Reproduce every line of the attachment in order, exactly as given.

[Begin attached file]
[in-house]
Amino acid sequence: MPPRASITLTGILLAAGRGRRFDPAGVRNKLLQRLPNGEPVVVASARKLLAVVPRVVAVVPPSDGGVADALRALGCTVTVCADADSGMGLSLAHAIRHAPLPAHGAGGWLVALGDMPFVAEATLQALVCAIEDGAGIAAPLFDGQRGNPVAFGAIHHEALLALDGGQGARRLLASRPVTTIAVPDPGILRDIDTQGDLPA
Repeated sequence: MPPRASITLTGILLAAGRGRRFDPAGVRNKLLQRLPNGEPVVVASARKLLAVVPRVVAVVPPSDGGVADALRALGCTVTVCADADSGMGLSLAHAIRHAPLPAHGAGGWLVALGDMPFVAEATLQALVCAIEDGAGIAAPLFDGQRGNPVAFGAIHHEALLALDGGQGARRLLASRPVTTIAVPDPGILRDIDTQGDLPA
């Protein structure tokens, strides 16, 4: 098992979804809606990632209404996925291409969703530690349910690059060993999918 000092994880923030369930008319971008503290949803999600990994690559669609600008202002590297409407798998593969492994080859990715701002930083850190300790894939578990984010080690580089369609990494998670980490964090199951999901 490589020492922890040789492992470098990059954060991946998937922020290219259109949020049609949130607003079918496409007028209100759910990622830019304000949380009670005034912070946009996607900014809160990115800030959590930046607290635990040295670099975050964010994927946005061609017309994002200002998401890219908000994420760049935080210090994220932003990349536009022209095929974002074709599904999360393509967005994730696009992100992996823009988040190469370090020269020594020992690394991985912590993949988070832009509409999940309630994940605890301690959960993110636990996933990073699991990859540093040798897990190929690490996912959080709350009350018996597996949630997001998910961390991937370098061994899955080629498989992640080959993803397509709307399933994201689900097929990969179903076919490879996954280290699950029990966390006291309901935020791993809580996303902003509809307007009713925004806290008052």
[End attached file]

[in-house]
Amino acid sequence: MPPRASITLTGILLAAGRGRRFDPAGVRNKLLQRLPNGEPVVVASARKLLAVVPRVVAVVPPSDGGVADALRALGCTVTVCADADSGMGLSLAHAIRHAPLPAHGAGGWLVALGDMPFVAEATLQALVCAIEDGAGIAAPLFDGQRGNPVAFGAIHHEALLALDGGQGARRLLASRPVTTIAVPDPGILRDIDTQGDLPA
Repeated sequence: MPPRASITLTGILLAAGRGRRFDPAGVRNKLLQRLPNGEPVVVASARKLLAVVPRVVAVVPPSDGGVADALRALGCTVTVCADADSGMGLSLAHAIRHAPLPAHGAGGWLVALGDMPFVAEATLQALVCAIEDGAGIAAPLFDGQRGNPVAFGAIHHEALLALDGGQGARRLLASRPVTTIAVPDPGILRDIDTQGDLPA
């Protein structure tokens, strides 16, 4: 098992979804809606990632209404996925291409969703530690349910690059060993999918 000092994880923030369930008319971008503290949803999600990994690559669609600008202002590297409407798998593969492994080859990715701002930083850190300790894939578990984010080690580089369609990494998670980490964090199951999901 490589020492922890040789492992470098990059954060991946998937922020290219259109949020049609949130607003079918496409007028209100759910990622830019304000949380009670005034912070946009996607900014809160990115800030959590930046607290635990040295670099975050964010994927946005061609017309994002200002998401890219908000994420760049935080210090994220932003990349536009022209095929974002074709599904999360393509967005994730696009992100992996823009988040190469370090020269020594020992690394991985912590993949988070832009509409999940309630994940605890301690959960993110636990996933990073699991990859540093040798897990190929690490996912959080709350009350018996597996949630997001998910961390991937370098061994899955080629498989992640080959993803397509709307399933994201689900097929990969179903076919490879996954280290699950029990966390006291309901935020791993809580996303902003509809307007009713925004806290008052």